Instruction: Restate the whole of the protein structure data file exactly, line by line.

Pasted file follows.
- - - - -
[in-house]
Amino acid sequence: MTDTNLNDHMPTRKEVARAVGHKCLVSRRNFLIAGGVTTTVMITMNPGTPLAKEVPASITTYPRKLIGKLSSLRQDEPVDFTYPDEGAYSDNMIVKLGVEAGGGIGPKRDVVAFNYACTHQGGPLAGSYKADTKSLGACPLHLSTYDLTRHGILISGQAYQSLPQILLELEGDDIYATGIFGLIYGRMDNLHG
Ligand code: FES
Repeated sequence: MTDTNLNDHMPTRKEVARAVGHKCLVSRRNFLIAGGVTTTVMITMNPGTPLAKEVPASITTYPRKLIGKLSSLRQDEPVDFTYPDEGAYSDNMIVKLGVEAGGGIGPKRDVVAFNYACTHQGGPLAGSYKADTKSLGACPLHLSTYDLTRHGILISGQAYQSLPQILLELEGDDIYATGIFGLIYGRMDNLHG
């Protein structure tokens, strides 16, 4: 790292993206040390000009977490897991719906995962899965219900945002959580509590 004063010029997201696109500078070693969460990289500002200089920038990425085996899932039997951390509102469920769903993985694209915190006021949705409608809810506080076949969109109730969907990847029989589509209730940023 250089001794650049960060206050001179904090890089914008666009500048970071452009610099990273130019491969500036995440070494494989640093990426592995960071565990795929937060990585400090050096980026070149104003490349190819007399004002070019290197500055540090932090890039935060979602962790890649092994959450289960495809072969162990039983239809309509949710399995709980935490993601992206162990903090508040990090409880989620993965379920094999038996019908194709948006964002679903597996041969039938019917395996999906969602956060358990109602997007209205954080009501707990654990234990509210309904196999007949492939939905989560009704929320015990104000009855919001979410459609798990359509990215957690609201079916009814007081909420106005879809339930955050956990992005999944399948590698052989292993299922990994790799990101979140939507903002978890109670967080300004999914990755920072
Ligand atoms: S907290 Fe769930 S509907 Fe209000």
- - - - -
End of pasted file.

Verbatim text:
[in-house]
Amino acid sequence: MTDTNLNDHMPTRKEVARAVGHKCLVSRRNFLIAGGVTTTVMITMNPGTPLAKEVPASITTYPRKLIGKLSSLRQDEPVDFTYPDEGAYSDNMIVKLGVEAGGGIGPKRDVVAFNYACTHQGGPLAGSYKADTKSLGACPLHLSTYDLTRHGILISGQAYQSLPQILLELEGDDIYATGIFGLIYGRMDNLHG
Ligand code: FES
Repeated sequence: MTDTNLNDHMPTRKEVARAVGHKCLVSRRNFLIAGGVTTTVMITMNPGTPLAKEVPASITTYPRKLIGKLSSLRQDEPVDFTYPDEGAYSDNMIVKLGVEAGGGIGPKRDVVAFNYACTHQGGPLAGSYKADTKSLGACPLHLSTYDLTRHGILISGQAYQSLPQILLELEGDDIYATGIFGLIYGRMDNLHG
């Protein structure tokens, strides 16, 4: 790292993206040390000009977490897991719906995962899965219900945002959580509590 004063010029997201696109500078070693969460990289500002200089920038990425085996899932039997951390509102469920769903993985694209915190006021949705409608809810506080076949969109109730969907990847029989589509209730940023 250089001794650049960060206050001179904090890089914008666009500048970071452009610099990273130019491969500036995440070494494989640093990426592995960071565990795929937060990585400090050096980026070149104003490349190819007399004002070019290197500055540090932090890039935060979602962790890649092994959450289960495809072969162990039983239809309509949710399995709980935490993601992206162990903090508040990090409880989620993965379920094999038996019908194709948006964002679903597996041969039938019917395996999906969602956060358990109602997007209205954080009501707990654990234990509210309904196999007949492939939905989560009704929320015990104000009855919001979410459609798990359509990215957690609201079916009814007081909420106005879809339930955050956990992005999944399948590698052989292993299922990994790799990101979140939507903002978890109670967080300004999914990755920072
Ligand atoms: S907290 Fe769930 S509907 Fe209000």